Greece’s Debt Default 101 (And No, It’s Not the Right Time To Visit)

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As many Americans don't know or even care about what's happening with Greece's debt default, they really should, so here is a rundown of what's going on.
As many Americans don’t know or even care about what’s happening with Greece’s debt crisis, they really should, so here is a rundown of what’s going on.

Most Americans don’t know much about modern Greece. For the majority, the country’s recent debt default and “No” vote on another bailout is mostly confusing and uninteresting to the point of eye-rolling.

If Americans weren’t mostly ignorant of world financial markets and international politics, we probably wouldn’t need pieces like New York Magazine’s “The Absolute Moron’s Guide to the Greek Debt Crisis.” But since most fit that description, these are useful for an explanation of the ongoing crisis. One problem with that format, which took questions no one asked and provided attempts at witty answers, is oversimplification of a complex issue, but any concise unwrapping of the Greek mess needs to start simply.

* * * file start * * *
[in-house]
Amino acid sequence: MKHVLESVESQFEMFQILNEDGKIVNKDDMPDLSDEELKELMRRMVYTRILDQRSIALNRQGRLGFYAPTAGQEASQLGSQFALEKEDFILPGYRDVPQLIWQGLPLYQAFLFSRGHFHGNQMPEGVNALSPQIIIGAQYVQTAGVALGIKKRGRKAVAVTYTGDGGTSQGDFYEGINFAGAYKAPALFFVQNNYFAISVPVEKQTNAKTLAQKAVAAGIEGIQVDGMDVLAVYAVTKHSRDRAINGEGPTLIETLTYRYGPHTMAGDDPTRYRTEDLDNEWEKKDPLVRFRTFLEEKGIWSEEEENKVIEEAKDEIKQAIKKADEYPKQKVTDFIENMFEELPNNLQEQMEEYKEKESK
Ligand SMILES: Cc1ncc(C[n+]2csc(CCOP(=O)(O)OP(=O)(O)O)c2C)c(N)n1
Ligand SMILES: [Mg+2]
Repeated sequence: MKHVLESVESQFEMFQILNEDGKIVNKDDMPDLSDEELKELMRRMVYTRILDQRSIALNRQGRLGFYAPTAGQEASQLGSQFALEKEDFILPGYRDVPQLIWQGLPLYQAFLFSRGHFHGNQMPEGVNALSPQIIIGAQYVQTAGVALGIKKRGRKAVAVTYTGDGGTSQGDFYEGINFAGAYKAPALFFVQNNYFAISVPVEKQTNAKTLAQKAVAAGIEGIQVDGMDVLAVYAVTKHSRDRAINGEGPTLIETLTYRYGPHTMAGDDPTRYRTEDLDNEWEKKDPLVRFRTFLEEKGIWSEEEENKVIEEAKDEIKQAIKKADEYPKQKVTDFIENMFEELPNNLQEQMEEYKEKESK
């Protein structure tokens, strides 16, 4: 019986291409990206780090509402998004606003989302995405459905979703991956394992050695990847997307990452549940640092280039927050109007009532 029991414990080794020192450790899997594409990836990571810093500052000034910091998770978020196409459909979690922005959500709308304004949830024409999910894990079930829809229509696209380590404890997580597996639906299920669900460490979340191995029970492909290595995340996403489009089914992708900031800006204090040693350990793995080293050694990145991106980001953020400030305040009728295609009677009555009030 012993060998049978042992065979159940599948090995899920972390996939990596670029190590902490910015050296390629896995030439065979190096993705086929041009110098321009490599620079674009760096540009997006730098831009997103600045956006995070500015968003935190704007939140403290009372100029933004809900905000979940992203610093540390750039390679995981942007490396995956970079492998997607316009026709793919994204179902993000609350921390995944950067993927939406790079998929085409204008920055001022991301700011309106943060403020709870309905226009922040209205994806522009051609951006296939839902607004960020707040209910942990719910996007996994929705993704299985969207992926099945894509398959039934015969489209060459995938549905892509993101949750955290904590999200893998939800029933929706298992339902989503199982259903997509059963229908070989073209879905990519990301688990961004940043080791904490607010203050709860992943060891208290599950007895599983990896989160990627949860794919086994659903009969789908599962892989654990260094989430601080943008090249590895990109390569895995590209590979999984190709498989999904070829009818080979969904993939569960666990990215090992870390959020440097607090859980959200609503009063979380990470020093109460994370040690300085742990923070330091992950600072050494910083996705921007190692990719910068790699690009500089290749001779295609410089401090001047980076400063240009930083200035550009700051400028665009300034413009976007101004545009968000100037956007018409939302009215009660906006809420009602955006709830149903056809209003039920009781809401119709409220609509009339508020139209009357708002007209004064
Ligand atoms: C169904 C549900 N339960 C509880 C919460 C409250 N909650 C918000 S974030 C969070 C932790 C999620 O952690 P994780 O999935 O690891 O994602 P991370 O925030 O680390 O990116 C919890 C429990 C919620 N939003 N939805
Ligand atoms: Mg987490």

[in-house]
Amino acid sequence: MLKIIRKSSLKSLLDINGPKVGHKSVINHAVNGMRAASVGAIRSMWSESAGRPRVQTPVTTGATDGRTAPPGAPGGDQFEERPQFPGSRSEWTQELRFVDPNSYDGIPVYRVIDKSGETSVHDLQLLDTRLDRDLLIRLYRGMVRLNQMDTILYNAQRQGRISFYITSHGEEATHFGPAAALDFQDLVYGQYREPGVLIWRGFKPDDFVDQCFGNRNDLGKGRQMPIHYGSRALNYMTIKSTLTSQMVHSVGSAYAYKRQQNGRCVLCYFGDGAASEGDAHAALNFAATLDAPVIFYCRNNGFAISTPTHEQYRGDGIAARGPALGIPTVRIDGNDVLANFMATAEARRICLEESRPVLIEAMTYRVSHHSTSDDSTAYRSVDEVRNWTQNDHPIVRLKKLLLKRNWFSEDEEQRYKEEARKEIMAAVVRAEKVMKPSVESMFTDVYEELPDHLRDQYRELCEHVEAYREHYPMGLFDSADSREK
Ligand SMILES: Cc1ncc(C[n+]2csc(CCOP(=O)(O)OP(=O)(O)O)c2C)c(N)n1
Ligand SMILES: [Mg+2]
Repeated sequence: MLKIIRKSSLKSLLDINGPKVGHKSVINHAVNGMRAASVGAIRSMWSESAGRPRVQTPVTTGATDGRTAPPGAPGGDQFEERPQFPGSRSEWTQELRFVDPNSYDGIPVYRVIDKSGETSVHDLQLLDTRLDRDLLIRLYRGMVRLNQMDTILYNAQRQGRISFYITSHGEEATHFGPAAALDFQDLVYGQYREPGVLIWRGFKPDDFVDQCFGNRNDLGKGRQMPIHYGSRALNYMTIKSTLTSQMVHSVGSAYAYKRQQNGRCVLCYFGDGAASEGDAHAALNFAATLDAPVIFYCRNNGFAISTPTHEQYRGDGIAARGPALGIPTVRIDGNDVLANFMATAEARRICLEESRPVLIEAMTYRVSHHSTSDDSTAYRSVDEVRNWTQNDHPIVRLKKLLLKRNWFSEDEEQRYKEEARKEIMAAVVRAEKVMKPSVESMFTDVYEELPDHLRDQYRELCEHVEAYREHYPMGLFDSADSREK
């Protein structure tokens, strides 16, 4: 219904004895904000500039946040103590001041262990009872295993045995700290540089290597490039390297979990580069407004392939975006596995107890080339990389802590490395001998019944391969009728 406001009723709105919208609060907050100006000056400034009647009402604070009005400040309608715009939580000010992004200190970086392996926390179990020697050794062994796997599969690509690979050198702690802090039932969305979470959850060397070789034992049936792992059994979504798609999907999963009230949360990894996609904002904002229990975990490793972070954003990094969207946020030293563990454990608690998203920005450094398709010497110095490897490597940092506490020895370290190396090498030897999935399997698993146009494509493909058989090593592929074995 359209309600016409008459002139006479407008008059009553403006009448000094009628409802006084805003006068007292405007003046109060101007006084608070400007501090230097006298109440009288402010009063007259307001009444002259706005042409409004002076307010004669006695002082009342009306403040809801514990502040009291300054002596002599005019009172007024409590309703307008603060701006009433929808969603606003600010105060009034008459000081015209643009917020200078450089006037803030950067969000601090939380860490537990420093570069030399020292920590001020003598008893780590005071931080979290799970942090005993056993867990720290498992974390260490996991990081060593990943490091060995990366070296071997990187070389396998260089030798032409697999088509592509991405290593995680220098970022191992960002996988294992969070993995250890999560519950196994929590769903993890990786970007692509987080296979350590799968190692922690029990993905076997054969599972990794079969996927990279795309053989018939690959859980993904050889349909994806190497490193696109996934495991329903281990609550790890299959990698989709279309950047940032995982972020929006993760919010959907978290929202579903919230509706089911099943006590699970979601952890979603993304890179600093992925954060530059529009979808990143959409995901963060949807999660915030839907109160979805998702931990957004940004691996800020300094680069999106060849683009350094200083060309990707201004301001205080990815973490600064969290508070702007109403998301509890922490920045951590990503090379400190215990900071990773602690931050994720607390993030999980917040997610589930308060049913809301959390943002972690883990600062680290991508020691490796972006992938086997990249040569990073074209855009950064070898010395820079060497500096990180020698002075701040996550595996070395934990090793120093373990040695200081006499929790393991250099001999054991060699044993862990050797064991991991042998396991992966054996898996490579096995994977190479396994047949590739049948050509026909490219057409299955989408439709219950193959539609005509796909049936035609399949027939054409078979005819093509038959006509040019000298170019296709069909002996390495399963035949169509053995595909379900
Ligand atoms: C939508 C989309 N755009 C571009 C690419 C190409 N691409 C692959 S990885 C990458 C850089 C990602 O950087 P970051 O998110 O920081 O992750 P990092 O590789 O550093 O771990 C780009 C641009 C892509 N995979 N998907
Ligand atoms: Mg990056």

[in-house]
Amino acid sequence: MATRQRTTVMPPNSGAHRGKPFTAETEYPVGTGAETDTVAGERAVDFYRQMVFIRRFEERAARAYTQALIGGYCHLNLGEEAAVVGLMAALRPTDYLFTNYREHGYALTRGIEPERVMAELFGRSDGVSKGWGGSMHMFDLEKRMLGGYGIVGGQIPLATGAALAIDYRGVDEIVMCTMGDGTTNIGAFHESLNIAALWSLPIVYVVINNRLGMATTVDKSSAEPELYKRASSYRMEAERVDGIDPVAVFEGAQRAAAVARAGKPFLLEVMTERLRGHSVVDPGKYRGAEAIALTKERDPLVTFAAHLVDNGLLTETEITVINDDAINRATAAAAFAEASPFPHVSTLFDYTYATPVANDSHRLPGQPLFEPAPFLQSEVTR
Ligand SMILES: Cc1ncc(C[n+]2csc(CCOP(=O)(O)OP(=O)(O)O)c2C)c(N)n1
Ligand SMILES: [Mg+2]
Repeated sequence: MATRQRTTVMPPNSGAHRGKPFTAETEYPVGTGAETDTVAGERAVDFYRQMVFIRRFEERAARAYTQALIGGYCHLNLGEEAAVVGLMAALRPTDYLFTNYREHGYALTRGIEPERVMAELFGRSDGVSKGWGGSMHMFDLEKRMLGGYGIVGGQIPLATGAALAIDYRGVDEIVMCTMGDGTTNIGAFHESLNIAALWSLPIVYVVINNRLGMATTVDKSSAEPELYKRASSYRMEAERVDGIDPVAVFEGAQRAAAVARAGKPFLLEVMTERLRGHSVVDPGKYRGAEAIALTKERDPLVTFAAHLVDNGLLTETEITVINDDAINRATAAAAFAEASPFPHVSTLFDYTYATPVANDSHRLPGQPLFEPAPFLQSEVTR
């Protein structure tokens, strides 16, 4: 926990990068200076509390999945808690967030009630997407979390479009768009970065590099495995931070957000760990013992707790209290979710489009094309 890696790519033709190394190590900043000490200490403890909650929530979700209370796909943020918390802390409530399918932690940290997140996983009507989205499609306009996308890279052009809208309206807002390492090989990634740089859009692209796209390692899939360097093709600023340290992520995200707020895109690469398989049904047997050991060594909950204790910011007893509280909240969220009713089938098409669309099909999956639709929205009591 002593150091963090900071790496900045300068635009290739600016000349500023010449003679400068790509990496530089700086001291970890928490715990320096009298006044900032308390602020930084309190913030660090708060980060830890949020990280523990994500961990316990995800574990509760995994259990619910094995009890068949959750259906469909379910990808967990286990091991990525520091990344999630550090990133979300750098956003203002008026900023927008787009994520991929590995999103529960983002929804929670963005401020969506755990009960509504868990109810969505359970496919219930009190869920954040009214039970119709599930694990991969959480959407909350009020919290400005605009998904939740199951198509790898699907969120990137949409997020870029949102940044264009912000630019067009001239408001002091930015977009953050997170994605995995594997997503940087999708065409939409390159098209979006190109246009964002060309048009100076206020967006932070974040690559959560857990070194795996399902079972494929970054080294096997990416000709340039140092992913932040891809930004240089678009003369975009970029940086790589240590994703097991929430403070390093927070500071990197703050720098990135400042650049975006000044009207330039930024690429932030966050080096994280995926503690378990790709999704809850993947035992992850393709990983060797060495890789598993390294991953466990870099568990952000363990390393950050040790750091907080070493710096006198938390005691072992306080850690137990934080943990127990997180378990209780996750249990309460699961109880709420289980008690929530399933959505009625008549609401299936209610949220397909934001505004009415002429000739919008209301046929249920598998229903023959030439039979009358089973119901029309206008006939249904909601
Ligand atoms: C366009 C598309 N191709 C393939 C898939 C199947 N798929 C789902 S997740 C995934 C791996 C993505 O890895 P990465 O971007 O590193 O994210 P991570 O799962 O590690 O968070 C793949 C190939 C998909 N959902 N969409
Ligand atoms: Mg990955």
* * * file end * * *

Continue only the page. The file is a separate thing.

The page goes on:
Ordinary people who don’t work in finance couldn’t care less about the gritty details of Greece’s debt default. Most are much more likely to be curious about whether the situation makes it ripe for a cheap vacation to the nation — or if this means it’s now a good time to shop online for Greek goods.

Sadly, for travelers, Greece’s debt crisis doesn’t provide a good opportunity to visit. There will be more on that a little later, but first up are some unavoidable facts about its economy.

By way of entry to understanding this ongoing mess, begin with the differences between Europe’s biggest economy — Germany, which is also Greece’s largest lender by nation — and the borrower. Briefly looking at some numbers quickly tells the story.

By gross domestic product (GDP) Germany is a $3.2 trillion economy with an unemployment rate of 5.3 percent and foreign direct investment (FDI) of $26.7 billion. Contrast this with some of Greece’s vitals — a $267 billion economy, 27.6 percent unemployment and FDI inflow of $2.6 billion — and the differences between the two countries become quite clear.

Germany has been one of the harshest critics of Greece, and its leaders have thrown cold water on talk of debt forgiveness. Greece’s Prime Minister Alexis Tsipras came into power after the leftist Syriza party victories of 2015’s parliamentary elections, which formed the current government. Tsipras campaigned against austerity programs demanded by the country’s three lenders: the European Central Bank (ECB), International Monetary Fund and European Commission.

As part of previous loans made to prop up the Greek economy, the three institutions demanded, as conditions of assistance, that the country slash its budget and effect sharp tax increases to get on better financial footing.

Greece Poised for Economic Tragedy?